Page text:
Tuesday, June 16, 2009

Amadinijad Had His Day Of Fear

Both the Wall Street Journal and the Huffington Post have published pictures that prompted President Barrack Obama to say he was disturbed by the violence in Iran.

The photo below shows a crowd of young Iranians bearing the bullet ridden body of a protestor.

When Iranian police elsewhere fired upon a crowd of protestors, the crowd began to chant in unison, “Don’t be scared. We’re all together.”

The president had been criticized as being tardy in his response to the Iranian election (read-- fraud).

On Sunday, according to a report in Politico, Vice President Joe Biden expressed “doubts” about the election, and on Monday, press secretary Robert Gibbs was battered by a reporter:

"... State Department spokesman Ian Kelly said the U.S. is 'deeply troubled' by events in Iran but stopped short of condemning them.

“'I haven’t used that word, condemn,"' he [Gibbs] told the State Department press corps. 'We need to see how things unfold.'

“'You need to see more heads cracked in the middle of the street?' Fox News’ James Rosen shot back.

“'We need a deeper assessment of what’s going on,' Kelly said."

The Wall Street Journal reported that images from the protests and allegations of election fraud “drew stronger reactions around the world Monday, after an initially muted response from the West. Late Monday afternoon, President Barack Obama said he was ‘deeply troubled’ by the violence. ‘The democratic process, free speech, the ability of people to peacefully dissent -- all those are universal values and need to be respected,’ he said.”

In Europe now such remarks will be regarded as too little too late.

The Obama administration’s politicized response to the events in Iran was determined by two considerations: Administration officials recognized, according to Obama’s statement, that “It’s not productive, given the history of the U.S.-Iranian relationship, to be seen as meddling.” And the administration also feared that such meddlesome interference could fortify the anti-American Mahmoud Ahmadinejad and, according to a generally friendly but refreshingly critical Tribune newspaper report, “make things more difficult for Obama’s long promised diplomatic overture to Iran.”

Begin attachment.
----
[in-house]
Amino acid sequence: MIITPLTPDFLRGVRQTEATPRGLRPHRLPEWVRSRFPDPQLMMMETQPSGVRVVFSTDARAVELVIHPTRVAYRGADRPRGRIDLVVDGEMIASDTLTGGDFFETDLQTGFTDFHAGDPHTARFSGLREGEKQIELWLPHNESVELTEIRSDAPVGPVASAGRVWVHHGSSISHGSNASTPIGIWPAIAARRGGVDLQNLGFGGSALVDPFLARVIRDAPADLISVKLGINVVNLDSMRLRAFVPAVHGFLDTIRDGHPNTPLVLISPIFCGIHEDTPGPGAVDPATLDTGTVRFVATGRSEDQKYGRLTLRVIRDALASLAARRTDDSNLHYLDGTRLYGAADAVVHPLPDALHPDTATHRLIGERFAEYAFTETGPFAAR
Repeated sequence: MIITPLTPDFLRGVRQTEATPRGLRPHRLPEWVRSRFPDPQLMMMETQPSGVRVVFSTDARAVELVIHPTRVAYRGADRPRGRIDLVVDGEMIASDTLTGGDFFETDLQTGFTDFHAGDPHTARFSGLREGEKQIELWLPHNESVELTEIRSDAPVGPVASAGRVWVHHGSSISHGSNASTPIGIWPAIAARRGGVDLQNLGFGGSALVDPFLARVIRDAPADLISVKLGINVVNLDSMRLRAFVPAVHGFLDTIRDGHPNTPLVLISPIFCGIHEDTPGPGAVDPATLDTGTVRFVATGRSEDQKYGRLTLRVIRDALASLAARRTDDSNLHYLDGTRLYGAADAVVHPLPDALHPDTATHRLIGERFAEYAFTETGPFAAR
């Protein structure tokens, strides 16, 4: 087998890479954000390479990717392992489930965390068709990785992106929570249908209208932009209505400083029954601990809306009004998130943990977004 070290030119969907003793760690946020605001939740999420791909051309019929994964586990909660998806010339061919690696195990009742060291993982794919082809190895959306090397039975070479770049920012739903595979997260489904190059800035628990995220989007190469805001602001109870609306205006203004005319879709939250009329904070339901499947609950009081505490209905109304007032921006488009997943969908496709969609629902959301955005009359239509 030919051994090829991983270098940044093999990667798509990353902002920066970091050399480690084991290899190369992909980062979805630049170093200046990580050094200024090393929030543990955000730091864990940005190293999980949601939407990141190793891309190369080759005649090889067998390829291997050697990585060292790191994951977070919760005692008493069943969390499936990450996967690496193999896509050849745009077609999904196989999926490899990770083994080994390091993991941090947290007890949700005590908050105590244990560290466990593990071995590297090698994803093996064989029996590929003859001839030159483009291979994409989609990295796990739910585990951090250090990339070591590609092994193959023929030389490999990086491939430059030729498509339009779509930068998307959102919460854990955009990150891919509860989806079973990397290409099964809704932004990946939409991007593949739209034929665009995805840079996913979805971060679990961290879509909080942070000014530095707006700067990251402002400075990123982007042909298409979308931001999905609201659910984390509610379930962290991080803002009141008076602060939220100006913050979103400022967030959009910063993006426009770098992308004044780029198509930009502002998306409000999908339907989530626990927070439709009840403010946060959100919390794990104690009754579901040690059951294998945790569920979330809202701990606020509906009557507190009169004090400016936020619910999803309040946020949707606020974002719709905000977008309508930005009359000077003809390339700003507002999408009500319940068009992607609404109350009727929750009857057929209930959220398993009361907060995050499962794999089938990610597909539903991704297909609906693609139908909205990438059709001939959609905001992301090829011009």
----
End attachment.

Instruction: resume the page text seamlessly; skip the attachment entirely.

In our cringing solicitude towards oppressors, we have strayed very far here from the words of former President John Kennedy, with whom Obama has often been compared: “Let every nation know, whether it wishes us well or ill, that we shall pay any price, bear any burden, meet any hardship, support any friend, oppose any foe, in order to assure the survival and the success of liberty.”

What we are witnessing in Iran is a full blown revolt, such as occurred in Hungary in 1956. And it is a revolt inspired and led by the youth of Iran and its intellectuals.

Much of Europe at the time of the Hungarian revolt against Soviet tyranny was slow to respond to the brutal suppression of the Hungarian patriots, but some pens were quicker than others.

Among these was Albert Camus, who wrote a piece that sings down the ages: “Kadar Had His Day Of Fear.” Kadar was an Hungarian Soviet pawn who facilitated the brutal suppression of the noble but doomed Hungarian revolt.

In 1951, Camus published what must be regarded as his Magnum Opus, “The Rebel,” the central tenet of which is that liberty and revolt are inseparable. A political system that denies either denies both. Camus was among the few anti-Stalinists in Europe who hated totalitarianism for the right reason.

Amadinijad now has had his day of fear.

After comparing the revolt among intellectuals and students in his country to the protests in a minor key that occurs in his country and Europe after soccer matches, several reports indicated that Amadinijad went to Russia "for a conference."

While there, perhaps his sponsors can dig up a copy of Camus timeless piece on revolt to share with their guest.
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